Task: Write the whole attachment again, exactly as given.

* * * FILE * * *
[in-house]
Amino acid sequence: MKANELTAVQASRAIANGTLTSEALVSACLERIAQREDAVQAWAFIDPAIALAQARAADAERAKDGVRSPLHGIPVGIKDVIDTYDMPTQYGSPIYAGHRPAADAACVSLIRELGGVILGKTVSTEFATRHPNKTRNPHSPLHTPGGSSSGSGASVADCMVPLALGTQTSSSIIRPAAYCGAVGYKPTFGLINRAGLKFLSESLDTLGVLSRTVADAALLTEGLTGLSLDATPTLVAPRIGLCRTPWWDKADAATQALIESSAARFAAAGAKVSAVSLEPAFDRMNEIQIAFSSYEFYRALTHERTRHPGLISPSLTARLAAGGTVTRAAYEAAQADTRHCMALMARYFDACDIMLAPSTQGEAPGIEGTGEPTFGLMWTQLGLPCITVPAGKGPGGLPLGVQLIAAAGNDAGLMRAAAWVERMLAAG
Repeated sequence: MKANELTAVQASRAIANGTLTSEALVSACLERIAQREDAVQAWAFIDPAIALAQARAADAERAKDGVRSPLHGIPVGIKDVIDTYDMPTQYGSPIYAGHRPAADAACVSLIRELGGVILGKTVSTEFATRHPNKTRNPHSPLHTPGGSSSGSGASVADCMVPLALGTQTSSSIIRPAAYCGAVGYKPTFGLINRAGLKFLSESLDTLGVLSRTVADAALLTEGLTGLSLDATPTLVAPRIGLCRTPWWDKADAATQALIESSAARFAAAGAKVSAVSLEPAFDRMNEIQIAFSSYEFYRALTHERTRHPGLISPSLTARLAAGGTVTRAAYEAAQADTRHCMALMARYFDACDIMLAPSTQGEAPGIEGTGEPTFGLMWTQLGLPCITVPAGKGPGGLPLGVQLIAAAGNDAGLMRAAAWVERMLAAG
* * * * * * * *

[in-house]
Amino acid sequence: MKANELTAVQASRAIANGTLTSEALVSACLERIAQREDAVQAWAFIDPAIALAQARAADAERAKDGVRSPLHGIPVGIKDVIDTYDMPTQYGSPIYAGHRPAADAACVSLIRELGGVILGKTVSTEFATRHPNKTRNPHSPLHTPGGSSSGSGASVADCMVPLALGTQTSSSIIRPAAYCGAVGYKPTFGLINRAGLKFLSESLDTLGVLSRTVADAALLTEGLTGLSLDATPTLVAPRIGLCRTPWWDKADAATQALIESSAARFAAAGAKVSAVSLEPAFDRMNEIQIAFSSYEFYRALTHERTRHPGLISPSLTARLAAGGTVTRAAYEAAQADTRHCMALMARYFDACDIMLAPSTQGEAPGIEGTGEPTFGLMWTQLGLPCITVPAGKGPGGLPLGVQLIAAAGNDAGLMRAAAWVERMLAAG
Repeated sequence: MKANELTAVQASRAIANGTLTSEALVSACLERIAQREDAVQAWAFIDPAIALAQARAADAERAKDGVRSPLHGIPVGIKDVIDTYDMPTQYGSPIYAGHRPAADAACVSLIRELGGVILGKTVSTEFATRHPNKTRNPHSPLHTPGGSSSGSGASVADCMVPLALGTQTSSSIIRPAAYCGAVGYKPTFGLINRAGLKFLSESLDTLGVLSRTVADAALLTEGLTGLSLDATPTLVAPRIGLCRTPWWDKADAATQALIESSAARFAAAGAKVSAVSLEPAFDRMNEIQIAFSSYEFYRALTHERTRHPGLISPSLTARLAAGGTVTRAAYEAAQADTRHCMALMARYFDACDIMLAPSTQGEAPGIEGTGEPTFGLMWTQLGLPCITVPAGKGPGGLPLGVQLIAAAGNDAGLMRAAAWVERMLAAG